That sounds like the audience knows how to like you again, is that right? “In a way yes, we can't complain. But the public is not going to automatically come back to the extent that they did before the lockdown. We've gone a bit in the background. It has been difficult for so long or even labeled as dangerous, which was of course unjustified because we arranged everything so quickly and so safely with the entire cultural sector. Few infections have been proven, but "hassle" around a live outing is the perception that has lingered in people's heads. And the weather is nice, the catering industry is open again. They want to go out again.
We really have to do our best, make ourselves heard, organize special things and actively invite people to visit us again. We do this by organizing relevant exhibitions and programs and ensuring that we have something to offer that people want to experience live. We've changed our program marketing campaigns. We have started to inform less, but to stimulate.
For a program about "the truth" we hinted in a poster campaign to the well-known black-lacquered files of the allowance affair. We get a lot of responses to that. Rather we would add a lot more practical information, maybe even want to be over-complete. Now we try to make people curious. We are also still thinking very carefully about the content of the exhibitions and programmes; What is the added value of being here live. And dare to choose if it is not quite there, then choose to make it into a hybrid or digital program. And that all of this may coexist.'
Get the system in one room
Did you really start working together differently to arrive at that hybrid programming? 'The collaboration between the curators, programmers and marketing department has become even closer and more substantive than it already was, and has led to the audience approach becoming even more important and permeating all the capillaries of the organization. Marketing is not the last communicating vessel, after which people will sign up en masse. But in the beginning, all disciplines of the organization come together. And challenge each other to think about who we are doing something for. What story do we want to tell? And how are we going to bring that together in the best possible way? You have to look for current topics that appeal to the imagination. And work with partners that add value.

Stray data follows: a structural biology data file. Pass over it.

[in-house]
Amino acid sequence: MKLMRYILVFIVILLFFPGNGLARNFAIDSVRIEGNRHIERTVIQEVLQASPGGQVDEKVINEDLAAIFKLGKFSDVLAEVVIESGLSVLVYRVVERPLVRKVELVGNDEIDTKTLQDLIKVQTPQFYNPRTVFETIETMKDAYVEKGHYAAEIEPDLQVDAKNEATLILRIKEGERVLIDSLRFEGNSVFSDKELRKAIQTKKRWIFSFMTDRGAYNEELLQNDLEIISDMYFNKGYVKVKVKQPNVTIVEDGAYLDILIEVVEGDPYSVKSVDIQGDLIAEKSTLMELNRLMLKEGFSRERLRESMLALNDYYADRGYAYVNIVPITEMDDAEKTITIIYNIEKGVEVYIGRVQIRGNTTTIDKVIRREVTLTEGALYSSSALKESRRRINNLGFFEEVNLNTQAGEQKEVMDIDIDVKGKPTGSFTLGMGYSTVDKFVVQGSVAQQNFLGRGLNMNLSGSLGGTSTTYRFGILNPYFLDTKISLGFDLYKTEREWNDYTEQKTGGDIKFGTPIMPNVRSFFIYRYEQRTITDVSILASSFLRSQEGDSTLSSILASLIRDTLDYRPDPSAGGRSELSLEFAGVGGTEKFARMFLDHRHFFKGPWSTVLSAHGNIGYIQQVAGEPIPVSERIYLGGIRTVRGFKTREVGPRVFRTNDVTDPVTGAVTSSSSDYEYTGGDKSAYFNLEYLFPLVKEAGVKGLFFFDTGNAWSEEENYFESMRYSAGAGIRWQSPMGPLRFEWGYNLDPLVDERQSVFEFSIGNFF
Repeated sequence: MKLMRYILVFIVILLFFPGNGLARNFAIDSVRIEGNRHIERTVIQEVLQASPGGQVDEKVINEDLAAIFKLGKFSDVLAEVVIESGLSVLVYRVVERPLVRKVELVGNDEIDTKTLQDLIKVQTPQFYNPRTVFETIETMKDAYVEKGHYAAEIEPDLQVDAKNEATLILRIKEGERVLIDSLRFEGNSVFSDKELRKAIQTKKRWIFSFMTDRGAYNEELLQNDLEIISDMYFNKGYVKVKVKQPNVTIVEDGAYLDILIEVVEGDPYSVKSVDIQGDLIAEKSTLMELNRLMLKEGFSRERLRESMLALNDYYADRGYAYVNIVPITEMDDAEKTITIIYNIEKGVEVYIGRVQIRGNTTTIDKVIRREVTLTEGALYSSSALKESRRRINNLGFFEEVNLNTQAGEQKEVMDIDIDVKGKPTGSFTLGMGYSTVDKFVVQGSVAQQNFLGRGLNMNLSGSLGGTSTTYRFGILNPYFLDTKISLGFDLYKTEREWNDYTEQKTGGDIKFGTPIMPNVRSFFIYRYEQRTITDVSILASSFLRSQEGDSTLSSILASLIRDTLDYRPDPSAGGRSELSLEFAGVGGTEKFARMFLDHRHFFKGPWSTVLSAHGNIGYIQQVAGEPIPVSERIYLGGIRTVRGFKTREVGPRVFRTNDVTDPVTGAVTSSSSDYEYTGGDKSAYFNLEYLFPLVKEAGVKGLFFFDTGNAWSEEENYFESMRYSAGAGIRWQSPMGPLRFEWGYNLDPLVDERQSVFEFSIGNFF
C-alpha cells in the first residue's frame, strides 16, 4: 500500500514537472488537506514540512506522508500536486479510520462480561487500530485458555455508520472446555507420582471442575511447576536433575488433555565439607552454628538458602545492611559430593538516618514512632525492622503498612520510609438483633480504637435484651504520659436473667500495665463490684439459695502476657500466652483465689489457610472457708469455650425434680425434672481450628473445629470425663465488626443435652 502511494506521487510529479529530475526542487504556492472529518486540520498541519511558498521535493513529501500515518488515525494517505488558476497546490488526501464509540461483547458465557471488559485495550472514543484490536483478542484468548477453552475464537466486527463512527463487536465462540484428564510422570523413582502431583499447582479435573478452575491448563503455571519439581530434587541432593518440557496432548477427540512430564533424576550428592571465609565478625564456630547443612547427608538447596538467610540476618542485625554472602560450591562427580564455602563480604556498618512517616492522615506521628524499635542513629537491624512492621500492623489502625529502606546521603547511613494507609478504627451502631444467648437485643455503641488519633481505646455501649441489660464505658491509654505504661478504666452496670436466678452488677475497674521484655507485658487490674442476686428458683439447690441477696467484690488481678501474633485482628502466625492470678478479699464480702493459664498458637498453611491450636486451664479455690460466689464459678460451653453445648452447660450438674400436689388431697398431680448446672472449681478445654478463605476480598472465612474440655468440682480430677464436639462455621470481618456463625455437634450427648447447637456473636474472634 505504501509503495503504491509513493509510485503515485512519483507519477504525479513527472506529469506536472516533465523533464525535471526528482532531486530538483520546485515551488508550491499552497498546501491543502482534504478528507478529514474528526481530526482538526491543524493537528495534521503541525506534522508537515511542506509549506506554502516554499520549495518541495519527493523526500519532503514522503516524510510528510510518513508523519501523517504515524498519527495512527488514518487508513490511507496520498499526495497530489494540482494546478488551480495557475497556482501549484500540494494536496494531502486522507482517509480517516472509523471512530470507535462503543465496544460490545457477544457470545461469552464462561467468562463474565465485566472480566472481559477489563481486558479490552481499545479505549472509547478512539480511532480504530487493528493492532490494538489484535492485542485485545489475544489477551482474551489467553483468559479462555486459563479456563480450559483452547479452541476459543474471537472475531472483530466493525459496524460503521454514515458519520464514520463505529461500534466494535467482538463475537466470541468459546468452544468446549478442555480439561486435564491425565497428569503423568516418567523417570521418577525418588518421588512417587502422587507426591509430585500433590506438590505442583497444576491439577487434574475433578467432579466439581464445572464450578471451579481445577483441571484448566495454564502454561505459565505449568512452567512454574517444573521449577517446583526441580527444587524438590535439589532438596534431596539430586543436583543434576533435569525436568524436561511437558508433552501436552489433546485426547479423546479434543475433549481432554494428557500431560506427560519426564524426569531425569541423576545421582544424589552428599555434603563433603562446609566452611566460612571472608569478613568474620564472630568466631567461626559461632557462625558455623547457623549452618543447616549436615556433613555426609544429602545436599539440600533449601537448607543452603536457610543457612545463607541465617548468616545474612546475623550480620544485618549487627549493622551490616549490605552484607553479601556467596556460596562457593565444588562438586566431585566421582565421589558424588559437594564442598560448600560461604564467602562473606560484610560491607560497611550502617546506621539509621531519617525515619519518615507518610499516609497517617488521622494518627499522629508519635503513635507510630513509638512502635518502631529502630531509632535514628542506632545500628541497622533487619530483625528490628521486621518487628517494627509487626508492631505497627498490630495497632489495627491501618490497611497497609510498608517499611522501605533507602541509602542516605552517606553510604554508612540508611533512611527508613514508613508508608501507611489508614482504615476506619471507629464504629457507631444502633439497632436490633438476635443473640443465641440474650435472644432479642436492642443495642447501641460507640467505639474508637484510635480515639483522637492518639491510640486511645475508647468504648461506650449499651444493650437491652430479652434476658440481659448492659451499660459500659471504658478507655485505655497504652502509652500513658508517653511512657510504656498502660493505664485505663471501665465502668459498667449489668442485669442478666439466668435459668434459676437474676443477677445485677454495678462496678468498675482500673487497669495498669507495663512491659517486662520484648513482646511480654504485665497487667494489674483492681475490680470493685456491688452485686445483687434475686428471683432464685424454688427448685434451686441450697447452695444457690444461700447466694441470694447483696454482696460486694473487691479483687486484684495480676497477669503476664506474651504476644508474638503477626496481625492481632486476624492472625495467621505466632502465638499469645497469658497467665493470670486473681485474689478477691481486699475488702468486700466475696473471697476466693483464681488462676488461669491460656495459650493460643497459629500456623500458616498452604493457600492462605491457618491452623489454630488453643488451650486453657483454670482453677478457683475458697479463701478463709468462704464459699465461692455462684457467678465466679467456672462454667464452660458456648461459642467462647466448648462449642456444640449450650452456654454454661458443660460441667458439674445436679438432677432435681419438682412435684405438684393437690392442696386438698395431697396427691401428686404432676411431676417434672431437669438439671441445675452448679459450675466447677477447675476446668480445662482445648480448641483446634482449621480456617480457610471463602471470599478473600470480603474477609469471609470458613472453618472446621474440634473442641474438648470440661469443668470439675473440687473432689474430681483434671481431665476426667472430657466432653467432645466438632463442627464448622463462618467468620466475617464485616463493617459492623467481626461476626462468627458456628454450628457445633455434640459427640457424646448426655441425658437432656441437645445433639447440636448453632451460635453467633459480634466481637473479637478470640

Media is an unwise catalyst for many social changes.
February 1st we have the exhibition 'A sea of happiness' opened, which is about 111 years of Chinese in the Netherlands. This exhibition is about the life and integration of that group of people in our culture. Where we look at how that manifested itself in the media. Media is an unwise catalyst for many social changes. And visitors come from all over the country.
For this exhibition we work together with the 'Meer dan Babi Pangang' foundation and the 'Belvedère' foundation in Rotterdam. They have a large following with this specific target group. Because if you want to reach a new audience, it is really essential to work with parties who know that target group. We consciously look for that. The Hague is fantastic for that because it is the most segregated city in the Netherlands. There are so many fun and creative organizations that we can collaborate with.
We can no longer do what we think is important, but we really have to look outside, really relate to a new audience that needs new stories, new forms. The responsibility to do something more there lies with us. And that leads to very nice new things, initiatives and forms of collaboration. I think that's crazy, to now be the director of an organization focused on this current and relevant topic in these challenging times.